Who Is Really Betraying Jewish Values?
Eva Illouz wrote a dramatic New Year’s piece for Haaretz, in which she accused fellow Jews who support Trump of falling prey to messianic fantasies and “betraying Jews, Jewish history and humanity.” She also claimed for “liberal Jews” like herself the sole mantle of “authentic opposition to anti-Semitism.” Invoking Freud’s definition of the uncanny — the sense that something familiar is now foreign and menacing — she claimed that “the [Trump-riddled] world at the beginning of 2017 elicits the same feeling of the uncanny: It is the same old world we knew, yet we sense it has become inhabited by foreign ghosts, hybrid creatures never seen before.”
Illouz’s article, and her striking image of an uncanny recognition, brought me back to the year 2000 — when I was part of the Left. Then, suddenly, I realized that fellow Jews — good, smart, imaginative Jews, people I loved to talk with, argue with, struggle with — had suddenly gone deaf to the cries of their own people in Israel, facing daily terrorism from a terrifying, religiously-inspired assault on civilians. Instead, they rushed to announce “as a Jew,” that they abhorred the abominations committed by Israel.
Somehow, for these uncanny Jews, their moral urgency about Israeli crimes went hand in hand with a corresponding reluctance to discuss Palestinian behavior. “What choice do they have?” “One person’s terrorist is another’s freedom fighter.” “Don’t demonize the Palestinian people.” “We’re worse terrorists.”
And yet, within this matrix of alternating moral indifference to Palestinians, and hysteria about Israelis, arose a reckless cognitive disorientation. Palestinian hostility could be inserted into a post-colonial narrative in which Israel was the colonial racist, and the Palestinians the indigenous victims. Genocidal jihadis could masquerade in the global public sphere as heroic “resistance fighters,” struggling for “human rights.”
The uncanny at the turn against Israel at the start of the millennium went far beyond the progressive Jews and their “friends.” After 2000, comparisons of Israel with the Nazis went mainstream on the global progressive Left. In the new narrative, the Al Durrah icon replaced and erased that of the boy in the Warsaw Ghetto, just as Gaza replaced that ghetto. And the Israeli Goliath — already an uncanny image — morphed into the Israeli Nazi: the secular Antichrist.
Of course, the fiercest foes of Jewish freedom, from the supersessionists to the most delirious Judeophobes, embraced this replacement narrative with glee. And, insofar as they thought themselves progressive, this glee worked much to their own damage and to the damage of a progressive and peaceful world. When, in 2002, drunk on a wave of lethal journalism about the IDF “massacre” at Jenin, demonstrators wore mock suicide belts to cheer on the Palestinian “resistance,” they actually helped glorify a terrible new apocalyptic weapon, blight of the new century, soon to be turned on their own people and other Muslims.
The uncanny horror first happened for me in 2000 — witnessing the reaction of Jewish progressives to the sight of their own people — the only sovereign Jews in the world – fighting off a suicidally vicious Palestinian onslaught. Rather than acknowledge Israel’s failure of good intentions when faced with deeply nurtured hatred, and their own disastrous advice to ignore belligerent signs in the PA and go on with the “peace process,” Liberals preferred to turning against the “right-wingers” whom the Israelis elected to clean up the disaster that they themselves had wrought with the Oslo “peace” process.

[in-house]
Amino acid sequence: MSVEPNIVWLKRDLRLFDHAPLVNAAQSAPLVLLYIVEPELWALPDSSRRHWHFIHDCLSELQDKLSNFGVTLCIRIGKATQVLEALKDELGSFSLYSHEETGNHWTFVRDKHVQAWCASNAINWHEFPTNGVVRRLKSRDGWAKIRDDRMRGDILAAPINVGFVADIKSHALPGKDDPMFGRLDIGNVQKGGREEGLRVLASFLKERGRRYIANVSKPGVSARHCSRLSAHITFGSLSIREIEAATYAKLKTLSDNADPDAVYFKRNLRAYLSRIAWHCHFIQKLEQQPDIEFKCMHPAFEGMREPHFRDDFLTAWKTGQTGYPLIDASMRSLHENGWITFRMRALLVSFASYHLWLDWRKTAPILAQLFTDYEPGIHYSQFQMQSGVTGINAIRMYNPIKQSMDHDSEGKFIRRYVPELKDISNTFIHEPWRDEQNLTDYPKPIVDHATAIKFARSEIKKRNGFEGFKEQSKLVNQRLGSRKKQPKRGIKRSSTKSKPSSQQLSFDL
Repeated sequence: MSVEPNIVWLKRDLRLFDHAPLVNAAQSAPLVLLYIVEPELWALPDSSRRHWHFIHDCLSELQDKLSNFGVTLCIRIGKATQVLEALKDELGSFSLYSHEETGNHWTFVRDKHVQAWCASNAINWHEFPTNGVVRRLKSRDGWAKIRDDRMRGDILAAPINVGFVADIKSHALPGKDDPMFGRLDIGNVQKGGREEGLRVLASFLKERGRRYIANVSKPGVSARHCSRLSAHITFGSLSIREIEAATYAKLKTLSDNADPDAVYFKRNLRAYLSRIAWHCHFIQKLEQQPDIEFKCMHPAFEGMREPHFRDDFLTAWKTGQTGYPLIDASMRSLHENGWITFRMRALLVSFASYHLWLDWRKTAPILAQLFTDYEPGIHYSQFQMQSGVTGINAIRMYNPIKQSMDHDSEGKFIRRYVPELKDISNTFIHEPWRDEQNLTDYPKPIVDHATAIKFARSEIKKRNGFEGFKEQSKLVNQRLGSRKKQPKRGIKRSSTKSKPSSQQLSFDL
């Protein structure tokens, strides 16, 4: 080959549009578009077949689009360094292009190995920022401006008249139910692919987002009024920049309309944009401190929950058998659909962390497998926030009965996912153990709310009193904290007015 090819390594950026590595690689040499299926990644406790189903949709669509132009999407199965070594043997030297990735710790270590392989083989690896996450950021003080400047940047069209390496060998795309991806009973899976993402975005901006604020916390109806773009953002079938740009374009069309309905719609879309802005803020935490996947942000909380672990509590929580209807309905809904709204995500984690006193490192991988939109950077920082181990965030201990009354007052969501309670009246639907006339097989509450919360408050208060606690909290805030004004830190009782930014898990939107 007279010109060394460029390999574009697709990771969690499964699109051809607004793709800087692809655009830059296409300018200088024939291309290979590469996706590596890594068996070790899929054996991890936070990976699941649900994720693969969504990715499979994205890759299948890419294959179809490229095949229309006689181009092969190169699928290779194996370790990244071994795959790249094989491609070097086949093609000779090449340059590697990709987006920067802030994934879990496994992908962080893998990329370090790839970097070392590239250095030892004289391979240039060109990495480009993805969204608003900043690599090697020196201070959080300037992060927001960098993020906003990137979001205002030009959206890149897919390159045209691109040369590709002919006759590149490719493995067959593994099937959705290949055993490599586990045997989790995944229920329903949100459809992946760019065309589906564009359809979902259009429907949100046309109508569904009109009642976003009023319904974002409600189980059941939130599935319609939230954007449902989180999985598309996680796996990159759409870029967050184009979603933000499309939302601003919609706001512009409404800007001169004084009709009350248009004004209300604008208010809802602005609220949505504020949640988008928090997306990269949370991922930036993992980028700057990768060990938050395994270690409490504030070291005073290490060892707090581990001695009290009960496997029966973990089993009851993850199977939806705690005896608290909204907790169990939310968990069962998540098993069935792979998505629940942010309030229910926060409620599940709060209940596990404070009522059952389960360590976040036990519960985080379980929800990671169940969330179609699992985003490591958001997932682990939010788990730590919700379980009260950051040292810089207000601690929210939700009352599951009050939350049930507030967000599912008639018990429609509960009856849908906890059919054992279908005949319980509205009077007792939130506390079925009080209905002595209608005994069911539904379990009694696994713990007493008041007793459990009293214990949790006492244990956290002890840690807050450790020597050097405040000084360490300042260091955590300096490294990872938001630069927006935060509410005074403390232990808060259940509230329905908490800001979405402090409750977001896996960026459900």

When Eva Illouz deplores today’s “right wing” pro-Trumpers as people for whom “[n]ationalism has replaced historical memory as the nexus of Jewish institutions and Jewish identity,” she might think about the several times that Jewish internationalism has done just that, including in the early 20th century, and again now. When she claims that “only liberal Jews in Israel and in the democratic world can claim to be the authentic opponents of anti-Semitism,” she might consider the decades of terrifying, uncanny, unrepentant behavior among those (claiming to be) liberals, behavior that enabled and globally promoted the most poisonous of Jew-hatreds, thereby feeding global Jihad, the worst imperialist movement of our day.
If, instead of penning alarmed and divisive rants, she were to introspect, she might find the empathy to understand why those who reject the global Left’s moral leadership are not deplorable, and why the uncanny persistence of progressive Jews and Israelis in promoting antisemitic anti-Zionism in the global public sphere has terrified those of us who do track antisemitism over the centuries and millennia.
She might also discover why these liberal Jews’ decision to partner with wolves in progressive clothing who grotesquely accuse Israel of genocide, has made them unrecognizable to their fellow, critical, Jews.
Indeed, she might even ponder the possibility that Obama’s policies, perceived by many as civilizationally suicidal, might have provoked a popular abreaction, without which a candidate as crude and unstable as Trump could never have “taken” with the American public, including with Jews.
Then, in that silence and opening borne of self-reflection, maybe sane, progressive, tribal, Jewish voices might arise above the din of civilizational madness that grows louder every year in this troubled dawn of a new century.
Haaretz passed on publishing an earlier draft of this response to a piece it had published. A longer version with links is available at The Augean Stables.